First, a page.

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Runion v. Equipment Transport, LLC

United States District Court, M.D. Pennsylvania

September 1, 2017




         Plaintiff Bruce Runion ("Runion") brings this action against his former employer, defendant Equipment Transport, LLC ("Equipment Transport"), alleging that Equipment Transport terminated him in retaliation for filing a workers' compensation claim. Before the court is Equipment Transport's motion (Doc. 27) for summary judgment. The court will grant Equipment Transport's motion.

         I. Factual Background & Procedural History[1]

         Equipment Transport provides drilling and completion services to oil and gas operators. (Doc. 27-2 ¶ 1). Equipment Transport hired Runion on May 6, 2014 as a laborer to perform sundry tasks as assigned including, but not limited to, washing and cleaning tanks and equipment used in the natural gas drilling industry. (Id. ¶¶ 2-5). Runion served on a six-person labor crew under the supervision of Beverly Miszler ("Miszler"). (Id. ¶¶ 6-7). As part of his employment application, Runion executed various documents outlining his rights and duties under the Workers' Compensation Act, 77 Pa. Stat, and Cons. Stat. Ann. § 1 et seq. (Doc. 27-3; Runion Dep. 84:13-85:6, Oct. 25, 2016 ("Runion Dep.")).[2]

         On September 30, 2014, Runion and fellow laborers were attempting to suction byproduct out of a Newaltas machine into a waste truck. (Doc. 27-2 ¶ 14, Pearson Dep. 10:5-11:2, Dec. 1, 2016 ("Pearson Dep.")). Runion ingested byproduct when the hoses came apart and sprayed the laborers. (Pearson Dep. 11:2-7; Runion Dep. 43:9-44:2). Runion informed Miszler, his immediate supervisor, that he was going home to wash off the byproduct and then to the hospital to get "checked out." (Runion Dep. 44:3-6). Runion claims to have also informed Miszler that he was "going to tell the hospital that it was going to be a workmen's comp. related incident." (Id. at 44:6-8). Runion vomited several times at home and then checked into the Montrose Hospital emergency room. (Id. at 48:12-49:2).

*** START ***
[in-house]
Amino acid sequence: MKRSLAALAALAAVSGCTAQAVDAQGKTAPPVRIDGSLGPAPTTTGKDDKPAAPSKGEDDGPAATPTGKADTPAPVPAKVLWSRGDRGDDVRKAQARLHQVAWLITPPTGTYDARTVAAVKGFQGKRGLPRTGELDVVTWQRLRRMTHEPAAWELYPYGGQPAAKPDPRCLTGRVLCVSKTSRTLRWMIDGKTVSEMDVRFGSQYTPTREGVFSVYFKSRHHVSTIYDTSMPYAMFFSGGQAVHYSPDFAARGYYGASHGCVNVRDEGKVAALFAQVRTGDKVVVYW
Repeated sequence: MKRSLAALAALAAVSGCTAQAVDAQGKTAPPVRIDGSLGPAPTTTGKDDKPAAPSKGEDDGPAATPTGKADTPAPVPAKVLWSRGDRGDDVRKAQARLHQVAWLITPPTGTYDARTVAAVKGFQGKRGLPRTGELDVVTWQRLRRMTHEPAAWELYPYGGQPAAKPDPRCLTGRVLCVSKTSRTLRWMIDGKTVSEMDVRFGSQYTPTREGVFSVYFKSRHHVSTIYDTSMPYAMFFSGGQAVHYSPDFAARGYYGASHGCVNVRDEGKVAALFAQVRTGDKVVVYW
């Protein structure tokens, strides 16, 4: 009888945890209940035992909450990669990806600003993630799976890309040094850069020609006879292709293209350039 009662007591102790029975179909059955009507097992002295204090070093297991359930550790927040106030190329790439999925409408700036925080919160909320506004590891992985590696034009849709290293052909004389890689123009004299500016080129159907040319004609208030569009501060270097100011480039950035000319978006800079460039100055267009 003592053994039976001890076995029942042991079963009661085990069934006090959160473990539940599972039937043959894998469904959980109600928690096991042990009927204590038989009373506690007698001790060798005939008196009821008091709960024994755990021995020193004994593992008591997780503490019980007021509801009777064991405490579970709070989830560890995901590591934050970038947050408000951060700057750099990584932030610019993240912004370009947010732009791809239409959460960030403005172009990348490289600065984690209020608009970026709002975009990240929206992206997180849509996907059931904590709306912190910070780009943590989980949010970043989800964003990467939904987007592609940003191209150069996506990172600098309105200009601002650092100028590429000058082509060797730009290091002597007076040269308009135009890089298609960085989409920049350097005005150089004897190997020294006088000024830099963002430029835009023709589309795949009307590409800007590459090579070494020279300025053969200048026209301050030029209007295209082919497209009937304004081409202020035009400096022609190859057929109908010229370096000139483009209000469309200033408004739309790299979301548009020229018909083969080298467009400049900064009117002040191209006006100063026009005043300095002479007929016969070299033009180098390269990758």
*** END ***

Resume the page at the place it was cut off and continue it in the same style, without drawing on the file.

Emergency room physician Dr. Hassan Khalil attended to Runion and took bloodwork and induced vomiting. (Id. at 49:21-50:8). Runion does not recall whether he told Dr. Khalil that his treatment would be a workers' compensation claim. (Id. at 60:6-15). Runion testified that he did inform a hospital billing administrator and a nurse regarding same and filled out paperwork related to his injury and workers' compensation. (Id. at 58:24-60:5). Dr. Khalil cleared Runion to return to work with instructions to schedule a follow-up appointment and to see a toxicologist because the waste byproduct might contain radon or other harmful substances. (Id. at 50:11-53:5; Pearson Dep. 18:12-20:7; Witbeck Dep. 26:1-29:13, Nov. 21, 2016 ("Witbeck Dep.")).

         Safety supervisor Marc Vincent ("Vincent") visited the work site on October 1, 2014 and spoke with Runion about the incident and his decision to seek medical attention. (Runion Dep. 66:8-69:12). Vincent was purportedly upset that Runion had "put [his injury-related medical expenses] through workmen's comp. at the hospital." (Id. at 69:13-17). On October 2, 2014, supervisor Bryan Witbeck ("Witbeck") visited the job site and Runion apprised him of the incident and that he "put [his injury] under workmen's comp. to cover for the hospital bill." (Id. at 72:2-24).

         Equipment Transport assigned Runion exclusively to flow back containment tank cleaning duties during the two weeks following the September 30, 2014 incident. (Id. at 76:1-5; Doc. 34-6). Runion experienced a significant decrease in scheduled hours over that two week period. (Doc. 34-7). Equipment Transport terminated Runion's employment on October 15, 2014. (Doc. 27-3, Ex. D, Decl. of Beverly Miszler ¶¶ 12, 14, Jan. 16, 2017 ("Miszler Decl."); Runion Dep. 32:2-5, 90:8-14). Equipment Transport listed the following reasons for Runion's termination: failure to wear personal protective equipment; damaging company property; and making terroristic threats against Equipment Transport employees and company property.[3] (Doc. 27-2 ¶ 24). Runion's past disciplinary history also included insubordination, (Doc. 27-3, Ex. A, Tab G; Doc. 27-3, Ex. D, Tab A), and turning in a timesheet containing sexual content. (Doc. 27-3, Ex. A, Decl. of Arthur Streeter ¶ 18, Jan. 16, 2017; Doc. 27-3, Ex. A, Tab C).